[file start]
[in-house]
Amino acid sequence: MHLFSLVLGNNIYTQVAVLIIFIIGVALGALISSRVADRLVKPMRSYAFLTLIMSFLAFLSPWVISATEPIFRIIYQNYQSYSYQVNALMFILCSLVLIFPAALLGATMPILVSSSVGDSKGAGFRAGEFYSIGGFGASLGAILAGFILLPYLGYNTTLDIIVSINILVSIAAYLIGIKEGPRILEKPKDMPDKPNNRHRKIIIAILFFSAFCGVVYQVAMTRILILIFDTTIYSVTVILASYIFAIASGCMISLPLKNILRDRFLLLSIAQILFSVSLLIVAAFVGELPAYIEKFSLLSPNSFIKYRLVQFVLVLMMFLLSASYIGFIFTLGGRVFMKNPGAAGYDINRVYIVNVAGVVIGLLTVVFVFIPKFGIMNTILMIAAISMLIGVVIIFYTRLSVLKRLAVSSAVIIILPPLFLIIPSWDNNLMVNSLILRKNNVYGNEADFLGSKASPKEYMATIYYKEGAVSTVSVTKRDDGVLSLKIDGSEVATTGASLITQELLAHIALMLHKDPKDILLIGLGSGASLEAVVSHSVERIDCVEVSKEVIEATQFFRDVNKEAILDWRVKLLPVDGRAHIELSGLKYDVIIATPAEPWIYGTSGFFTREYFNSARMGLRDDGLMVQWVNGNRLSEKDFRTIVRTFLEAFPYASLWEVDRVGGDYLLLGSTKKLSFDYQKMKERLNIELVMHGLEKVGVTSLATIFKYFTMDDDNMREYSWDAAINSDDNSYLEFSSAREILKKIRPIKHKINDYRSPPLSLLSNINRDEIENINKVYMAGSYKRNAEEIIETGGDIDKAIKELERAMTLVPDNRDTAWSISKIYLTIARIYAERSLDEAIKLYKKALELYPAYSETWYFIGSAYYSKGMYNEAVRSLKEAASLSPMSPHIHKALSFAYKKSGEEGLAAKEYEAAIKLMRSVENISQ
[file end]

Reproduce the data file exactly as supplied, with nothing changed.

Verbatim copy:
[in-house]
Amino acid sequence: MHLFSLVLGNNIYTQVAVLIIFIIGVALGALISSRVADRLVKPMRSYAFLTLIMSFLAFLSPWVISATEPIFRIIYQNYQSYSYQVNALMFILCSLVLIFPAALLGATMPILVSSSVGDSKGAGFRAGEFYSIGGFGASLGAILAGFILLPYLGYNTTLDIIVSINILVSIAAYLIGIKEGPRILEKPKDMPDKPNNRHRKIIIAILFFSAFCGVVYQVAMTRILILIFDTTIYSVTVILASYIFAIASGCMISLPLKNILRDRFLLLSIAQILFSVSLLIVAAFVGELPAYIEKFSLLSPNSFIKYRLVQFVLVLMMFLLSASYIGFIFTLGGRVFMKNPGAAGYDINRVYIVNVAGVVIGLLTVVFVFIPKFGIMNTILMIAAISMLIGVVIIFYTRLSVLKRLAVSSAVIIILPPLFLIIPSWDNNLMVNSLILRKNNVYGNEADFLGSKASPKEYMATIYYKEGAVSTVSVTKRDDGVLSLKIDGSEVATTGASLITQELLAHIALMLHKDPKDILLIGLGSGASLEAVVSHSVERIDCVEVSKEVIEATQFFRDVNKEAILDWRVKLLPVDGRAHIELSGLKYDVIIATPAEPWIYGTSGFFTREYFNSARMGLRDDGLMVQWVNGNRLSEKDFRTIVRTFLEAFPYASLWEVDRVGGDYLLLGSTKKLSFDYQKMKERLNIELVMHGLEKVGVTSLATIFKYFTMDDDNMREYSWDAAINSDDNSYLEFSSAREILKKIRPIKHKINDYRSPPLSLLSNINRDEIENINKVYMAGSYKRNAEEIIETGGDIDKAIKELERAMTLVPDNRDTAWSISKIYLTIARIYAERSLDEAIKLYKKALELYPAYSETWYFIGSAYYSKGMYNEAVRSLKEAASLSPMSPHIHKALSFAYKKSGEEGLAAKEYEAAIKLMRSVENISQ